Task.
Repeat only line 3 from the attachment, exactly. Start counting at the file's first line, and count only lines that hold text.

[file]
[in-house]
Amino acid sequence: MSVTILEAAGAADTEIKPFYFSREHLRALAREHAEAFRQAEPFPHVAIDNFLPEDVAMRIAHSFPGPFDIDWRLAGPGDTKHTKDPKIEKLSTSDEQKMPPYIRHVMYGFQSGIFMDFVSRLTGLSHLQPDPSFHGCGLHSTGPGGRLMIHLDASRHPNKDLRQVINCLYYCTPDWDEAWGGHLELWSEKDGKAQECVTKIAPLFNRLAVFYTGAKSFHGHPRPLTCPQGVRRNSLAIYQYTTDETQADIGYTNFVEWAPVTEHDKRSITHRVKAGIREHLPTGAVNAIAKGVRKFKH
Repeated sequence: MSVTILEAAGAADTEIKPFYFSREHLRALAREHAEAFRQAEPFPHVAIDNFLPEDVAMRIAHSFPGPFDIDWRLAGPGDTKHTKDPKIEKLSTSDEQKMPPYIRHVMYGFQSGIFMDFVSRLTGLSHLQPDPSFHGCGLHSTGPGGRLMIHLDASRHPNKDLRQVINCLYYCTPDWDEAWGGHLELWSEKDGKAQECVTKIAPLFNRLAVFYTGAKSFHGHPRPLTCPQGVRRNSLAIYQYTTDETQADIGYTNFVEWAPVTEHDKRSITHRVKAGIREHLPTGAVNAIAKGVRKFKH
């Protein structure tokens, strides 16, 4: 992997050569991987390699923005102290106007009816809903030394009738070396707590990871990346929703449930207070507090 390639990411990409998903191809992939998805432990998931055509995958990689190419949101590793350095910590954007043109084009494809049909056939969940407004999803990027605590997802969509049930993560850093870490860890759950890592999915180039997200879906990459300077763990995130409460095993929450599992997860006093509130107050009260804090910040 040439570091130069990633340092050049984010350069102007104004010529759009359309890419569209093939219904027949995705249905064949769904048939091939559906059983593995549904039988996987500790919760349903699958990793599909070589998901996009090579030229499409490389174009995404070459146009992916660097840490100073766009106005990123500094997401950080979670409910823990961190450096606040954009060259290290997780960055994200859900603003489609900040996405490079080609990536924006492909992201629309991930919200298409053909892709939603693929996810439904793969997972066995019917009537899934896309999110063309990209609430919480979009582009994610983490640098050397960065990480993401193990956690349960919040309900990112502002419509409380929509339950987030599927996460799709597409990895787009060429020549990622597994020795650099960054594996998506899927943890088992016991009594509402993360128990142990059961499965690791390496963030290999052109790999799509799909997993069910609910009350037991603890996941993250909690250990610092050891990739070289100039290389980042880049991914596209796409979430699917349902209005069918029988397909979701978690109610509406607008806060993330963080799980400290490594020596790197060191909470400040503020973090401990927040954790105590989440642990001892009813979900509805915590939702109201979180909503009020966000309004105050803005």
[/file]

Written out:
Repeated sequence: MSVTILEAAGAADTEIKPFYFSREHLRALAREHAEAFRQAEPFPHVAIDNFLPEDVAMRIAHSFPGPFDIDWRLAGPGDTKHTKDPKIEKLSTSDEQKMPPYIRHVMYGFQSGIFMDFVSRLTGLSHLQPDPSFHGCGLHSTGPGGRLMIHLDASRHPNKDLRQVINCLYYCTPDWDEAWGGHLELWSEKDGKAQECVTKIAPLFNRLAVFYTGAKSFHGHPRPLTCPQGVRRNSLAIYQYTTDETQADIGYTNFVEWAPVTEHDKRSITHRVKAGIREHLPTGAVNAIAKGVRKFKH